October 12, 1922 - September 10, 1944
Frederick Stanley Le Gear, born in Allandale, Ontario, was the son of Robert (freight conductor CNR, deceased, as a result of an accident on the CNR) and Anna May Le Gear of Barrie, Ontario, who were originally from Rathkeale, Ireland. His brother, Robert George, was with the 1st Hussars "A" Squadron, 6th Canadian Armoured Reg't, his brother F/L J23040 Victor Henry John was with 143 RCAF, overseas; another brother, Albert Sydney was in Barrie. Their sister, Evelyn, also lived in Barrie. The family was Presbyterian.
Le Gear was a student when he enlisted with the RCAF in May 1941. He had been working at Loblaw's Grocerteria, Barrie, as a part-time clerk, as well. He hoped to fly after the war.
He said he enjoyed softball, hardball, hockey, soccer, and rugby. He stood 5'8" tall, weighing 127 pounds when he enlisted.
"Clean cut boy, good education-keen and alert. Good appearnce, will make good aircrew material."
He started his journey through the BCATP at No. 1 MD, Toronto, August 4, 1941. He was then sent to Trenton from August 21 to September 25. He was at No. 5 ITS, Belleville from September 26 to November 22, 1941. [Neat, accurate, conscientious worker of high intelligence. Mentally and physically alert, well suited to aircrew either as pilot or observer] He then went to No. 7 EFTS, Windsor, Ontario the next day until January 31, 1942. [At the beginning of the course, this student was slow to learn, but has developed into a good pilot. Aerobatics good average and instrument flying very good. Should make a good service pilot.] He was then at No. 14 SFTS, Aylmer from February 1, 1942 until June 10, 1942, where he received his wings on June 5, 1942. [Link Navigation: Above average; An average pilot. A bit irresponsible, but should develop well as he gains experience. Very likeable. Neat in appearance. Above average student in Ground Training. Fairly well disciplined.]
No. 14 EFTS: Forced landing, wheels up, 1/2 mile east of Exeter. He became lost and ran low in gas.
He was taken on strength with 133 (F) Squadron, Lethbridge, Alberta on June 11, 1942. He was at 34 SFTS, Medicine Hat in July 1942, then was in Boundary Bay with 133 Squadron in October 1942. He went to Tofino with the Squadron in July 1943 until October 31, 1943.
At 133 'F' Squadron, 1 mile NE of Lethbridge, on July 19, 1942 at 1630, Le Gear reported, flying Hurricane RCAF 5394: "I was flying in formation at above 3000 feet over Lethbridge when I was told to return to airport as oil was streaming out. I found I would be unable to make the aerodrome, so I made a forced landing in a wheat field. I was not hurt."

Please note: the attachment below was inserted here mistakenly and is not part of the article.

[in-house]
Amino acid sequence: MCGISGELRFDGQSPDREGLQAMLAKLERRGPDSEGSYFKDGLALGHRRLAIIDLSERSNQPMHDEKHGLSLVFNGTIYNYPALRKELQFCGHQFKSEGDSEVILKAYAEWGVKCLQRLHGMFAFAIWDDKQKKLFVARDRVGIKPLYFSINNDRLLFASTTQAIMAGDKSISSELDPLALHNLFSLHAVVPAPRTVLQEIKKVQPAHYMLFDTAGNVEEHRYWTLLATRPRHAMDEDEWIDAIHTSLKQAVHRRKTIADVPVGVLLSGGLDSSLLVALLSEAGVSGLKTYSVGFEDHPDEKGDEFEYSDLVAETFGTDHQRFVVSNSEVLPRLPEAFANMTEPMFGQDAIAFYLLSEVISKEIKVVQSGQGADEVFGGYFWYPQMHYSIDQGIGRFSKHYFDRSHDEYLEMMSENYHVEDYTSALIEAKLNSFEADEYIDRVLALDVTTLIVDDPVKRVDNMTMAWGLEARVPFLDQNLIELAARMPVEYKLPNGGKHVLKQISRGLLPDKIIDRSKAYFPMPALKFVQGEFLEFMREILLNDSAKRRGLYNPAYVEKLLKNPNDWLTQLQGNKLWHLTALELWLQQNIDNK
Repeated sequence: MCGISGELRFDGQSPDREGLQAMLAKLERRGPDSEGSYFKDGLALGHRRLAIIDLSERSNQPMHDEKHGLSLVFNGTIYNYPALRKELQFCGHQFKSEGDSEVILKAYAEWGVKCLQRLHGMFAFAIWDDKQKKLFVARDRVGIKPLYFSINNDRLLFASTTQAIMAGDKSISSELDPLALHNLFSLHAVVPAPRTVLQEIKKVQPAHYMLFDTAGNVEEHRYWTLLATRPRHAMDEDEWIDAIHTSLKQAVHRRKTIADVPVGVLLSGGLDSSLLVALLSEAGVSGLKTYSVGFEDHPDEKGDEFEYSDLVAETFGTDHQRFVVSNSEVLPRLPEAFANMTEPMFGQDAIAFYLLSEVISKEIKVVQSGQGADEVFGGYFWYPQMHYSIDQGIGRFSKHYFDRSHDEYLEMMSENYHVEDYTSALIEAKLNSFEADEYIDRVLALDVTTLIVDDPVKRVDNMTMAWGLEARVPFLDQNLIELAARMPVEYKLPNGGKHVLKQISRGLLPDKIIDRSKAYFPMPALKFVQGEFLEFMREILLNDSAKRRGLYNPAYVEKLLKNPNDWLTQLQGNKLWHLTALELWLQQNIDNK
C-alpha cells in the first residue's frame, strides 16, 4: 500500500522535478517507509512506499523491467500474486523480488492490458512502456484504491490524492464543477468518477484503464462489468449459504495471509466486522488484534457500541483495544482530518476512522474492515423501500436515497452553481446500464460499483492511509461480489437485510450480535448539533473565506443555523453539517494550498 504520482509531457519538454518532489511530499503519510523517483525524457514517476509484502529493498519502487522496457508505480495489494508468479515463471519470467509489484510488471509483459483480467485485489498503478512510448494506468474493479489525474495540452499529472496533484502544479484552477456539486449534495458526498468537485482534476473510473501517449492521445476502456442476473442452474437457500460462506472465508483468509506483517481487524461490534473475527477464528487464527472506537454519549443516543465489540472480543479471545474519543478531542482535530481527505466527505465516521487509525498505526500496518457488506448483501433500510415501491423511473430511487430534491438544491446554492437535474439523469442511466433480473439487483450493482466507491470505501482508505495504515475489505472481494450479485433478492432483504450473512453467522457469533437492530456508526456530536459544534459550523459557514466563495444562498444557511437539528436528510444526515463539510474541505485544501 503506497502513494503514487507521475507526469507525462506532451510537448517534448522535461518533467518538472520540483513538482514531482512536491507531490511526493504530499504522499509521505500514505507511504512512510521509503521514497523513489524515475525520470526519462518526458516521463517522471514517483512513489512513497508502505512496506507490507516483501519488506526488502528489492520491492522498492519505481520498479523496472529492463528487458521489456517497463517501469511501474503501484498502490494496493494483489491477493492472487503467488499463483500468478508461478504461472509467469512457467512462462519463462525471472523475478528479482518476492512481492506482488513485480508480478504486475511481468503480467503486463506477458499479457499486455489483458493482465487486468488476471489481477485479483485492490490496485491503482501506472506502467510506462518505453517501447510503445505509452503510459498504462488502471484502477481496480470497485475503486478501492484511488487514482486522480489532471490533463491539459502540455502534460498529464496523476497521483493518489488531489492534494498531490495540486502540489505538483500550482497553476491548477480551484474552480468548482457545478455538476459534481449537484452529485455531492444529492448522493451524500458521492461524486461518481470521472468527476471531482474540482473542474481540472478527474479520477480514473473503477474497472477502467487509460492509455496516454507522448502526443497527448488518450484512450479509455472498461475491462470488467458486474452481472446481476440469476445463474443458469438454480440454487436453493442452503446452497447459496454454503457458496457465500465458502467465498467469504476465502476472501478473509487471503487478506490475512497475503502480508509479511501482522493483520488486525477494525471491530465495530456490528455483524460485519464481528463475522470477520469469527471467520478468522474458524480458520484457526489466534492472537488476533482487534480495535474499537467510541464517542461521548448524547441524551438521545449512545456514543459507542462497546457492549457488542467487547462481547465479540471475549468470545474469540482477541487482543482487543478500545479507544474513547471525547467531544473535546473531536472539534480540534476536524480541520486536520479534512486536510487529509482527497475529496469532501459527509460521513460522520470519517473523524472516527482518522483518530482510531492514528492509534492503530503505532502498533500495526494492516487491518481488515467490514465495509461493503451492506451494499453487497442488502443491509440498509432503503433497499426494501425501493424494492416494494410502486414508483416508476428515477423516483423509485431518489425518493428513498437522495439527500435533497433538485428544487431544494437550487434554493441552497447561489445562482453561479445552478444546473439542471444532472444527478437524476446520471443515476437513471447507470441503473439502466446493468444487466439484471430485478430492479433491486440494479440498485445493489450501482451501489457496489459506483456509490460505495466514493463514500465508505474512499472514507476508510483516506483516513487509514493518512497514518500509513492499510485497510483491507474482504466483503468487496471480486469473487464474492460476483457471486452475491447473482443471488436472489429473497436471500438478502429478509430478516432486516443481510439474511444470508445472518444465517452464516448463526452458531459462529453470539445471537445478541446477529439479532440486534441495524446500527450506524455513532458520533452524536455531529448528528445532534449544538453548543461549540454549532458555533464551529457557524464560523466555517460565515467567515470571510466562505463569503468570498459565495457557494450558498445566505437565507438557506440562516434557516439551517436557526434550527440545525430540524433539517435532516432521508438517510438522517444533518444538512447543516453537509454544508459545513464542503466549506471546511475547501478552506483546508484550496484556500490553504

Le Gear headed overseas on November 24, 1943. He was at No. 57 PTU between January 25, 1944 and April 18, 1944 before being posted to 3 TEU. He was assessed "a good average pilot in everything. Is very keen and keeps on his toes when on the job. A definite asset to a squadron when he was operational experience."
On September 10, 1944, F/O F. Le Gear was flying Typhoon 1B JP933 with No. 263 Squadron on a Roadstead operation to the Dutch Islands. He was Number 2 to the leader of the formation Wing Commander J. Baldwin, DSO, DFC. A medium sized motor vessel was sighted in a channel between two islands and was duly attacked. F/O Le Gear was seen to attack and break away, but did not rejoin the formation. Nothing more was seen or heard of him. This was in the Beveland Area.
S/L R. D. Rutter wrote to Fred's brother, Vic, a fellow Typhoon pilot, on September 14, 1944. "You will want to know exactly what happened, and these are all the facts as we know them. Your brother was flying No. 2 to the Wing Commander on a Roadstead to the Dutch Island. A ship was sighted in the channels and was duly attacked. Your brother was seen to deliver his attack and then break away, but he did not rejoin the formation. Nothing further was seen or heard of him. It is of course quite possible that he forced landed in Holland and was for some reason unable to call on the R/T before doing so. Let us hope this was the case. You will appreciate that the above information is strictly confidential and must not be disclosed at this time."
Frederick Stanley Le Gear's name appears on the Runnymede Memorial.
Mrs. Le Gear asked her son, Vic, to bring his brother's personal belongings home with him, when he returned to Canada.